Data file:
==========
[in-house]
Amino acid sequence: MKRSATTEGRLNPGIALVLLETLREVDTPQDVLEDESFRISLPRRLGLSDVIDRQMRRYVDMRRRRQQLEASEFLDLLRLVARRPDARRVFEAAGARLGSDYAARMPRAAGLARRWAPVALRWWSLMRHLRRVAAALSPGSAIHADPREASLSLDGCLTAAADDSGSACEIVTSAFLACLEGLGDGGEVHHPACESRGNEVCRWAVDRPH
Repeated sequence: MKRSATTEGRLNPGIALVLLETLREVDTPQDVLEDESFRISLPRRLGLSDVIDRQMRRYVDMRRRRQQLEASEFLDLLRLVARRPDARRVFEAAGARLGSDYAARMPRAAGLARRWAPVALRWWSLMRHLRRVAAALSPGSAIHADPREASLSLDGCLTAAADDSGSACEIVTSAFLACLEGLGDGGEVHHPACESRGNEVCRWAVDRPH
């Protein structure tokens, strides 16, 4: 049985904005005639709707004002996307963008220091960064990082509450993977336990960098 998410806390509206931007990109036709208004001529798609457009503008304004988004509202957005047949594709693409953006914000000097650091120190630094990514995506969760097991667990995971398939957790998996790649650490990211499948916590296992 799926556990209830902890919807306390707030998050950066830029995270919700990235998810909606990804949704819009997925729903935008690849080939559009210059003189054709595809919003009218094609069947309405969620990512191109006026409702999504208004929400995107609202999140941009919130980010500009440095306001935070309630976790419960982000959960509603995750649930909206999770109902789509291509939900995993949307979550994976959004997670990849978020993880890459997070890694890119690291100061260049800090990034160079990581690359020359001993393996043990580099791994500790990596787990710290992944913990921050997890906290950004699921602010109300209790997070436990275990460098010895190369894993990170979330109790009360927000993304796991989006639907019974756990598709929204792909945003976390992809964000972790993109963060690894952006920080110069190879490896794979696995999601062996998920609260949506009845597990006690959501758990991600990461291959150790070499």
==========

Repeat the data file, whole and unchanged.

[in-house]
Amino acid sequence: MKRSATTEGRLNPGIALVLLETLREVDTPQDVLEDESFRISLPRRLGLSDVIDRQMRRYVDMRRRRQQLEASEFLDLLRLVARRPDARRVFEAAGARLGSDYAARMPRAAGLARRWAPVALRWWSLMRHLRRVAAALSPGSAIHADPREASLSLDGCLTAAADDSGSACEIVTSAFLACLEGLGDGGEVHHPACESRGNEVCRWAVDRPH
Repeated sequence: MKRSATTEGRLNPGIALVLLETLREVDTPQDVLEDESFRISLPRRLGLSDVIDRQMRRYVDMRRRRQQLEASEFLDLLRLVARRPDARRVFEAAGARLGSDYAARMPRAAGLARRWAPVALRWWSLMRHLRRVAAALSPGSAIHADPREASLSLDGCLTAAADDSGSACEIVTSAFLACLEGLGDGGEVHHPACESRGNEVCRWAVDRPH
């Protein structure tokens, strides 16, 4: 049985904005005639709707004002996307963008220091960064990082509450993977336990960098 998410806390509206931007990109036709208004001529798609457009503008304004988004509202957005047949594709693409953006914000000097650091120190630094990514995506969760097991667990995971398939957790998996790649650490990211499948916590296992 799926556990209830902890919807306390707030998050950066830029995270919700990235998810909606990804949704819009997925729903935008690849080939559009210059003189054709595809919003009218094609069947309405969620990512191109006026409702999504208004929400995107609202999140941009919130980010500009440095306001935070309630976790419960982000959960509603995750649930909206999770109902789509291509939900995993949307979550994976959004997670990849978020993880890459997070890694890119690291100061260049800090990034160079990581690359020359001993393996043990580099791994500790990596787990710290992944913990921050997890906290950004699921602010109300209790997070436990275990460098010895190369894993990170979330109790009360927000993304796991989006639907019974756990598709929204792909945003976390992809964000972790993109963060690894952006920080110069190879490896794979696995999601062996998920609260949506009845597990006690959501758990991600990461291959150790070499």